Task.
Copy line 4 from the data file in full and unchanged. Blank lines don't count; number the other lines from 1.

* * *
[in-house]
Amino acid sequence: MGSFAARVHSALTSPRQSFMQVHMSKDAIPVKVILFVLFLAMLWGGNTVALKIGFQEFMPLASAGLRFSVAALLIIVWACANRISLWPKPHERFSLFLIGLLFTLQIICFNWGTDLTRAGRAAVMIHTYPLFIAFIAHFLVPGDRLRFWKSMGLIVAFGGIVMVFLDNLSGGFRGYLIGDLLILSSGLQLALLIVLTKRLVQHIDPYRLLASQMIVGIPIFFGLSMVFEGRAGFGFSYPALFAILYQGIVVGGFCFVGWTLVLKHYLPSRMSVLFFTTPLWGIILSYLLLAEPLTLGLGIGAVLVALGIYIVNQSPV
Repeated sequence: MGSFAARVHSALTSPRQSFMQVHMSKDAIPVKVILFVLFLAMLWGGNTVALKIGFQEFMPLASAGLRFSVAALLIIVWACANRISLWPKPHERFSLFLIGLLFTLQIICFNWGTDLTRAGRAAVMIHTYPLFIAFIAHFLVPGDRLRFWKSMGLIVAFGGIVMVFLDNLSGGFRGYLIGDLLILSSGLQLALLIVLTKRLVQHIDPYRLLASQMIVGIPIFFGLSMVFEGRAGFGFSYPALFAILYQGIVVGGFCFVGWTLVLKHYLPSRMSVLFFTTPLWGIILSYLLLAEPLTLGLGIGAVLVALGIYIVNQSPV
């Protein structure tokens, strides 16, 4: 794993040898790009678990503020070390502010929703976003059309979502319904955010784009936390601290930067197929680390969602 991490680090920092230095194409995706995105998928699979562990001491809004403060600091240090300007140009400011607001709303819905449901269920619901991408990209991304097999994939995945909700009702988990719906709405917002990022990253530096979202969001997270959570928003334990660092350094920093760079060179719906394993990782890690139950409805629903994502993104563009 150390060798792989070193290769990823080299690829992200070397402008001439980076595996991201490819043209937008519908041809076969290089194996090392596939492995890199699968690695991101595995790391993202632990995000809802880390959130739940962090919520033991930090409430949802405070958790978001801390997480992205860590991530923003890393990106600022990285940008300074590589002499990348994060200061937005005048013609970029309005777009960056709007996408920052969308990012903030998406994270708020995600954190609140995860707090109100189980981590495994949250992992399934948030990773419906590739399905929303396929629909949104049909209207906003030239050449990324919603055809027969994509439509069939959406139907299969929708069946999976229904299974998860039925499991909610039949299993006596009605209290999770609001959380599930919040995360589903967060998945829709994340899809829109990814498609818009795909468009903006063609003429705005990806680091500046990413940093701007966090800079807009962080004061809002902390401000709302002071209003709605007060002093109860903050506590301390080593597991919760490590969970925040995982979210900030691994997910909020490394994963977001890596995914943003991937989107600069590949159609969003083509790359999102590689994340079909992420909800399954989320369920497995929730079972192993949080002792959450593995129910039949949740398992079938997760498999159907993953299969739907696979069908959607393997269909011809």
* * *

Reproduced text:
């Protein structure tokens, strides 16, 4: 794993040898790009678990503020070390502010929703976003059309979502319904955010784009936390601290930067197929680390969602 991490680090920092230095194409995706995105998928699979562990001491809004403060600091240090300007140009400011607001709303819905449901269920619901991408990209991304097999994939995945909700009702988990719906709405917002990022990253530096979202969001997270959570928003334990660092350094920093760079060179719906394993990782890690139950409805629903994502993104563009 150390060798792989070193290769990823080299690829992200070397402008001439980076595996991201490819043209937008519908041809076969290089194996090392596939492995890199699968690695991101595995790391993202632990995000809802880390959130739940962090919520033991930090409430949802405070958790978001801390997480992205860590991530923003890393990106600022990285940008300074590589002499990348994060200061937005005048013609970029309005777009960056709007996408920052969308990012903030998406994270708020995600954190609140995860707090109100189980981590495994949250992992399934948030990773419906590739399905929303396929629909949104049909209207906003030239050449990324919603055809027969994509439509069939959406139907299969929708069946999976229904299974998860039925499991909610039949299993006596009605209290999770609001959380599930919040995360589903967060998945829709994340899809829109990814498609818009795909468009903006063609003429705005990806680091500046990413940093701007966090800079807009962080004061809002902390401000709302002071209003709605007060002093109860903050506590301390080593597991919760490590969970925040995982979210900030691994997910909020490394994963977001890596995914943003991937989107600069590949159609969003083509790359999102590689994340079909992420909800399954989320369920497995929730079972192993949080002792959450593995129910039949949740398992079938997760498999159907993953299969739907696979069908959607393997269909011809």